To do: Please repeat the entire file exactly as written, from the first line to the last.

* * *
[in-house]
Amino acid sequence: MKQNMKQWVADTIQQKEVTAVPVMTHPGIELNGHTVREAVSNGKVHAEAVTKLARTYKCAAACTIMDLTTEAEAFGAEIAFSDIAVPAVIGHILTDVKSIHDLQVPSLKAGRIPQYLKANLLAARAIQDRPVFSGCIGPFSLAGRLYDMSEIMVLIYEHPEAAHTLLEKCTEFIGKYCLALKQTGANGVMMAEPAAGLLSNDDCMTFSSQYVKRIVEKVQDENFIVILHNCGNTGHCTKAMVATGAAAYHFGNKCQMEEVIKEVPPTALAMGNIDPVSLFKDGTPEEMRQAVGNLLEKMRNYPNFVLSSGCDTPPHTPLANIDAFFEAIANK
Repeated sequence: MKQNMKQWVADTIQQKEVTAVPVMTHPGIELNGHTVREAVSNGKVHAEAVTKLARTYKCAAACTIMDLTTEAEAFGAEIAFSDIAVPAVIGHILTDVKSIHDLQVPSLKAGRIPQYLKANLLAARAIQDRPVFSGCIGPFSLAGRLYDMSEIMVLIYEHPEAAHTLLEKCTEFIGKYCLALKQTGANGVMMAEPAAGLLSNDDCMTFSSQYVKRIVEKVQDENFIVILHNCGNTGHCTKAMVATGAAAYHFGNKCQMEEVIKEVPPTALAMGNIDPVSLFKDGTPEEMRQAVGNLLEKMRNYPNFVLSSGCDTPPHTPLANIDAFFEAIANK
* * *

[in-house]
Amino acid sequence: MKQNMKQWVADTIQQKEVTAVPVMTHPGIELNGHTVREAVSNGKVHAEAVTKLARTYKCAAACTIMDLTTEAEAFGAEIAFSDIAVPAVIGHILTDVKSIHDLQVPSLKAGRIPQYLKANLLAARAIQDRPVFSGCIGPFSLAGRLYDMSEIMVLIYEHPEAAHTLLEKCTEFIGKYCLALKQTGANGVMMAEPAAGLLSNDDCMTFSSQYVKRIVEKVQDENFIVILHNCGNTGHCTKAMVATGAAAYHFGNKCQMEEVIKEVPPTALAMGNIDPVSLFKDGTPEEMRQAVGNLLEKMRNYPNFVLSSGCDTPPHTPLANIDAFFEAIANK
Repeated sequence: MKQNMKQWVADTIQQKEVTAVPVMTHPGIELNGHTVREAVSNGKVHAEAVTKLARTYKCAAACTIMDLTTEAEAFGAEIAFSDIAVPAVIGHILTDVKSIHDLQVPSLKAGRIPQYLKANLLAARAIQDRPVFSGCIGPFSLAGRLYDMSEIMVLIYEHPEAAHTLLEKCTEFIGKYCLALKQTGANGVMMAEPAAGLLSNDDCMTFSSQYVKRIVEKVQDENFIVILHNCGNTGHCTKAMVATGAAAYHFGNKCQMEEVIKEVPPTALAMGNIDPVSLFKDGTPEEMRQAVGNLLEKMRNYPNFVLSSGCDTPPHTPLANIDAFFEAIANK